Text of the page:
When I was a young child and lived in Ohio, I remember our Christmas celebrations including oplatki, the thin, communion wafer-like “Christmas bread” that is a tradition among Eastern European Catholics. My mother is Slovak and ethnic churches are plentiful in Ohio.
When I was an older child, we moved to Richmond, Virginia. The Catholic population was not as dense there, and the ethnic groups were not very diverse. Oplatki was not available locally, so the only times we had it were years we happened to be in Ohio for Thanksgiving or some other occasion in the late fall.
I introduced the use of oplatki with my own family several years ago when I found it available online. The oplatki is shared on Christmas Eve. The children watch the sky for the “First Star” – the sign that the Christ Child is here. In my family, we then process with the infant Jesus statue and place him in our creche. We bless the creche, then we bless the Christmas tree and officially light it. Then we sit and eat because our food has been growing cool while we attended to ceremonies. At some point, I will remember and say, “Oh! The oplatki!” and I will scurry around trying to discover the “safe spot” where I put the envelope. Usually, I find it.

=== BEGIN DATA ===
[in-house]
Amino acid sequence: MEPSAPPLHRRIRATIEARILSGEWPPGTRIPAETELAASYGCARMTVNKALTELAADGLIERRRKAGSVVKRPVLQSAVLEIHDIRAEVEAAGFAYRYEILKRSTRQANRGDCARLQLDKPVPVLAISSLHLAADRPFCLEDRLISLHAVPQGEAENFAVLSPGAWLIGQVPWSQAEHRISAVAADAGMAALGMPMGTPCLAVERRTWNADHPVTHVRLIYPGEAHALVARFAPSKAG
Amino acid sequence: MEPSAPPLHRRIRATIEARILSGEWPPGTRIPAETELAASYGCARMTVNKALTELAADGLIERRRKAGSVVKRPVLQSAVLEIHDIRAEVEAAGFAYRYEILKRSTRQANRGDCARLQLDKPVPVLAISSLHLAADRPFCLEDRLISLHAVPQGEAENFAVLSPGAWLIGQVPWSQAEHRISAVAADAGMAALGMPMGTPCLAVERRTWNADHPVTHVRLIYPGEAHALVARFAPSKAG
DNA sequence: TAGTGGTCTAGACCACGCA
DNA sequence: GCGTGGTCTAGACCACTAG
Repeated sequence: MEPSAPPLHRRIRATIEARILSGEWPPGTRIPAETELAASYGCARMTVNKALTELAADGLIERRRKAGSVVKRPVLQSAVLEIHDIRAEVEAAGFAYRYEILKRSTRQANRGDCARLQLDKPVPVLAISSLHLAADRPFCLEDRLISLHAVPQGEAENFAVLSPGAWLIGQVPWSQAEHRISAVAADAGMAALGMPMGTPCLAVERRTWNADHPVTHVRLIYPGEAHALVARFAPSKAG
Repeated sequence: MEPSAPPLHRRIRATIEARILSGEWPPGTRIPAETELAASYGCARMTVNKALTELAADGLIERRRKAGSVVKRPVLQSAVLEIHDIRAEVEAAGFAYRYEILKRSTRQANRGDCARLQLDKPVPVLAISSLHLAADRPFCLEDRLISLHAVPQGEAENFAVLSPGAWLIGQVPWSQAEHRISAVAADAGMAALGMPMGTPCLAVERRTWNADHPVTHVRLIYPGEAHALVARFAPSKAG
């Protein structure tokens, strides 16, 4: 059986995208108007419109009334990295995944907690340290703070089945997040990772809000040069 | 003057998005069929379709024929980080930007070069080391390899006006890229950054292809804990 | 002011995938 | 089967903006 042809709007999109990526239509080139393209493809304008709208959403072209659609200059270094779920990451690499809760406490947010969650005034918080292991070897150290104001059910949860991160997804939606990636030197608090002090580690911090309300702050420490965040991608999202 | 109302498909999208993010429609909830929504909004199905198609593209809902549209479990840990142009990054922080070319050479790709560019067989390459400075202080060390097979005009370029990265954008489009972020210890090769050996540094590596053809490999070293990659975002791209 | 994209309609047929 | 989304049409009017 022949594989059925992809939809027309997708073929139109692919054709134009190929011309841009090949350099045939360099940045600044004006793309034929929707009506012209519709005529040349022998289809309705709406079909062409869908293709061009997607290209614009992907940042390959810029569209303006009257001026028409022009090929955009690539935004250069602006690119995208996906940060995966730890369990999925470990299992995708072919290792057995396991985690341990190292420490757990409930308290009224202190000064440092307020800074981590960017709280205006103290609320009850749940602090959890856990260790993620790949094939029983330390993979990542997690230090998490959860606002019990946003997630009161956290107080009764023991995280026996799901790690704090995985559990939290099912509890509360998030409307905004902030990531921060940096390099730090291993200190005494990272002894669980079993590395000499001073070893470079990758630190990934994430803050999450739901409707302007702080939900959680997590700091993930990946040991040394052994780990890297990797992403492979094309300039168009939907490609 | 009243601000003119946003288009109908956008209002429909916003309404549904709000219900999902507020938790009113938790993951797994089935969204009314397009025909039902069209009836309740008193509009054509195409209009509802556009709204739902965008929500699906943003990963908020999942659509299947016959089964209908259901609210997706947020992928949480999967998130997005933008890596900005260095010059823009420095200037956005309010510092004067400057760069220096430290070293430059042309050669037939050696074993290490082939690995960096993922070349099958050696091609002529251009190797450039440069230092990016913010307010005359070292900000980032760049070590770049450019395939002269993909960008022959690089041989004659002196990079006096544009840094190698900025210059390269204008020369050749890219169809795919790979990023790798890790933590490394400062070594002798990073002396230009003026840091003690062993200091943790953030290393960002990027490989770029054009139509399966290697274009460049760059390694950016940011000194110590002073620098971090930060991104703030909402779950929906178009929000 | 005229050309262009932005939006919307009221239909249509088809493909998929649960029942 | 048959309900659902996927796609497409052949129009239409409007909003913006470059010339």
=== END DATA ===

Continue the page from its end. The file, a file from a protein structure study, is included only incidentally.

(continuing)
The oplatki wafers are handed out. My husband makes some sort of formal speech wishing everyone a happy Christmas and a blessed upcoming year. And then there is mild chaos as we all break off pieces to exchange with each other as we give out kisses, hugs and cheery greetings. I thoroughly enjoy our Christmas Eve festivities which are all about love and not at all about stuff.
It may seem early to be talking about Christmas, but oplatki is available for order now. If you would like to try this tradition (or revive it), then plan ahead. Be sure to put your wafers in a “safe spot” you can remember.